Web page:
The Delray/Boynton Beach pipe was the first to end regular use in 2009. Boca Raton transitioned to reusing nearly 100 percent of its wastewater about two years ago, said Chris Helfrich, Boca utility director.
The plant treats the water and sells it to large-scale water users, such as golf courses, and an estimated 1,600 commercial and residential properties, he said.
“Taking freshwater and putting it in the ocean wasn’t something that Boca believed was good policy,” Helfrich said. “We always believed there was better use of the freshwater.”
Broward and Miami-Dade face their own sets of challenges: Large service populations, saltwater intrusion and aging sewer systems have made it more difficult and more expensive to end use of the pipes.
Miami-Dade estimates it will cost about $5.7 billion to comply with the legislation, according to a 2016 compliance plan update. Most of the funding will come from bonds and loans, but utility customers can expect to pay off the debt through periodic rate increases, according to the report.
Broward’s two outfall pipe operators — one in Pompano Beach and the other in Hollywood — estimate it will cost them a $100 million each.
In Hollywood, saltwater leaks into small cracks in its aging sewer system, making it difficult for the wastewater treatment plant to reuse as much water as other plants, said Steve Joseph, Hollywood’s director of public utilities.
Complying with the regulations is a balancing act between meeting requirements and hiking utility rates, Joseph said.
“That’s one of the things we’ve been trying to let the folks at Tallahassee know. Every one of us want to try and do the right thing, but at the end of the day, you are a utility,” Joseph said. “At the end of the day, you are going to have people choking because you have to raise rates.”
Hollywood plans to conduct a study to determine if, or by how much, the utility would need to raise rates to comply with the law, said Joann Hussey, a city spokeswoman.
Miami-Dade has similar problems, but bigger.
The Miami-Dade Water and Sewer Department is the largest in the Southeast United States, serving about 2.3 million people, said Jennifer Messemer-Skold, Miami-Dade spokeswoman.
Every day, Miami-Dade’s pipes dump about 151 million gallons into the ocean, she said.
To meet the 2025 deadline, the plant plans to build a fourth wastewater treatment plant for about $350 million, said Hardeep Anand, the department’s deputy director.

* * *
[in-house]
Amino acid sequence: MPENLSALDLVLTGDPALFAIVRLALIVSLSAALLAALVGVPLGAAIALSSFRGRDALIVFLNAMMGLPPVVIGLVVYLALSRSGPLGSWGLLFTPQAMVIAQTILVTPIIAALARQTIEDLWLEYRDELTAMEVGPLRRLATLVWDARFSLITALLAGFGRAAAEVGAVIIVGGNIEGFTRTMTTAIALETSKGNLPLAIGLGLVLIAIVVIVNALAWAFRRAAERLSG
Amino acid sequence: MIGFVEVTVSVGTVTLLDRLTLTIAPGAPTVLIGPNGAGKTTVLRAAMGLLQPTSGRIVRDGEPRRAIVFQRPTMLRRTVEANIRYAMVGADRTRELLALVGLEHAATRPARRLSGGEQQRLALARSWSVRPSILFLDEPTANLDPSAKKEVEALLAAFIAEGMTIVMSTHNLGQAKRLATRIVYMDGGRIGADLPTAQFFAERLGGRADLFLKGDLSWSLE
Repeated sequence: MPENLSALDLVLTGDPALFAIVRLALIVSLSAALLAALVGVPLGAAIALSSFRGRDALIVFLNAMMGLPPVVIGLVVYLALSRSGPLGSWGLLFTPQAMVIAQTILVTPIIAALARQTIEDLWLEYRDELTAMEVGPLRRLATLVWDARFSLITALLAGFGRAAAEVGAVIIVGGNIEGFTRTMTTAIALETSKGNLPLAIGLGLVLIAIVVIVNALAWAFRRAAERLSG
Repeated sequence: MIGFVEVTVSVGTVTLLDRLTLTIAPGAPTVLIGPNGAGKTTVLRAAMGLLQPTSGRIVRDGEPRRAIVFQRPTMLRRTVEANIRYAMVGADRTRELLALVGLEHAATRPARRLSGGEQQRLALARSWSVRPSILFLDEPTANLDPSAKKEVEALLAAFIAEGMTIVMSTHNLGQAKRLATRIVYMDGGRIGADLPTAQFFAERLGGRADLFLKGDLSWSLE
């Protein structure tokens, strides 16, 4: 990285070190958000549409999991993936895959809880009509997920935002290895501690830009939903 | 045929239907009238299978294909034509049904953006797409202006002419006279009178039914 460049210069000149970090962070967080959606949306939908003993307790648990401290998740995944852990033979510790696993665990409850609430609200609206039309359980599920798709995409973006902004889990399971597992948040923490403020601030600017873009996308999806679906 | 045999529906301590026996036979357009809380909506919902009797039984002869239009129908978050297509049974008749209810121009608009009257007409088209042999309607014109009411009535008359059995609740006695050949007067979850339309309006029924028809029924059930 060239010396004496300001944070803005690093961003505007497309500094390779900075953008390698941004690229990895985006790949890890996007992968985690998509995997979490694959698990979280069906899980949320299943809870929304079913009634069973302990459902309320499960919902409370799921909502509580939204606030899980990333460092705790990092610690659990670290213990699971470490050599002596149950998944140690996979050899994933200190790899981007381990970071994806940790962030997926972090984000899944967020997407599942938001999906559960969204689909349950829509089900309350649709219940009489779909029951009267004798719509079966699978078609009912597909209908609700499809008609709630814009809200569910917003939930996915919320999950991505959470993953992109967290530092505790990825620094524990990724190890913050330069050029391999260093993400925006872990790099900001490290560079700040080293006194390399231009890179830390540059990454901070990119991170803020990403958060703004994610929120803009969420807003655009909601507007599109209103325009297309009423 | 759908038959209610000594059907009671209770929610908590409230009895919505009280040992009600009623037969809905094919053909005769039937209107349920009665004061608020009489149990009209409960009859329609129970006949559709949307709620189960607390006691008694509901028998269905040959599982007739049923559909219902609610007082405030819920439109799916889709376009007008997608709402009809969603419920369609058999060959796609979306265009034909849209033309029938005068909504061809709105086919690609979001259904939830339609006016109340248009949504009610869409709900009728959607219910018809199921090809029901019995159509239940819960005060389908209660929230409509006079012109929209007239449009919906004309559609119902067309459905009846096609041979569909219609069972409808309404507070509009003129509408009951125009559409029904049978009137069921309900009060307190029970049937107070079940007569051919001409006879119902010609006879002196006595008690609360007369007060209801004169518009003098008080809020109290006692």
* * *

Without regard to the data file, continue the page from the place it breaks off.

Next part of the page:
Additionally, the county plans to build 25 deep-injection wells by 2025, he said.
Treatment plants in Broward have similar plans to build four more wells to meet the deadline. Most wells store the partially treated sewage at least 3,000 feet underground, below aquifers used for drinking water.
“From a regular person’s standpoint, as consumers we tend to take things for granted,” Anand said. “When you flush your toilet, the water magically disappears.”
Even after all of the wastewater-treatment plants end regular use of the outfall pipes, they won’t permanently shutter them.
The legislation allows plants to keep using them, as needed, for emergencies.
Despite ending regular use in 2009, the Delray/Boynton Beach outfall pipe most recently discharged 12.2 million gallons into the ocean in March, said Doug Levine, South Central Regional Wastewater Treatment Plant manager.
Levine said he isn’t sure what overwhelmed the filtration system and upset the plant earlier this year. But it’s sometimes caused by a buildup of grease and oils, resulting in the discharge.
Plants can discharge for other reasons, too, including excess flows from heavy rains.
But the occasional discharge doesn’t really bother Ed Tichenor, whose research was also used to help pass the 2008 legislation.
Tichenor, director of Palm Beach County Reef Rescue, said there’s a difference between the occasional use and dumping millions of gallons every single day.
“It degrades the environment. However, to be realistic, they closed the outfall and are only using it under certain circumstances, which are written into the permit,” he said. “The reefs are in much, much better condition since the [Boynton/Delray] outfall was closed.”
Some scientists disagree about the size of the impact wastewater has had on the marine habitat relative to other threats, such as dredging, rising ocean temperatures and agricultural runoff.
Fred Bloetscher, an associate professor of civil engineering at Florida Atlantic University, said it’s easy to blame the pipes, but they are not the top contributors.
“I think it’s reasonable if we are going to spend those billions, how are we going to get the best bang for our buck?” Bloetscher said.
Still, LaPointe said reducing the concentration of nutrients and closing the pipes gives coral a fighting chance.
“The rules are there to phase out those outfalls by 2025. Once that is done these waters are going to clean up, but don’t forget there are more people moving to Florida all the time.”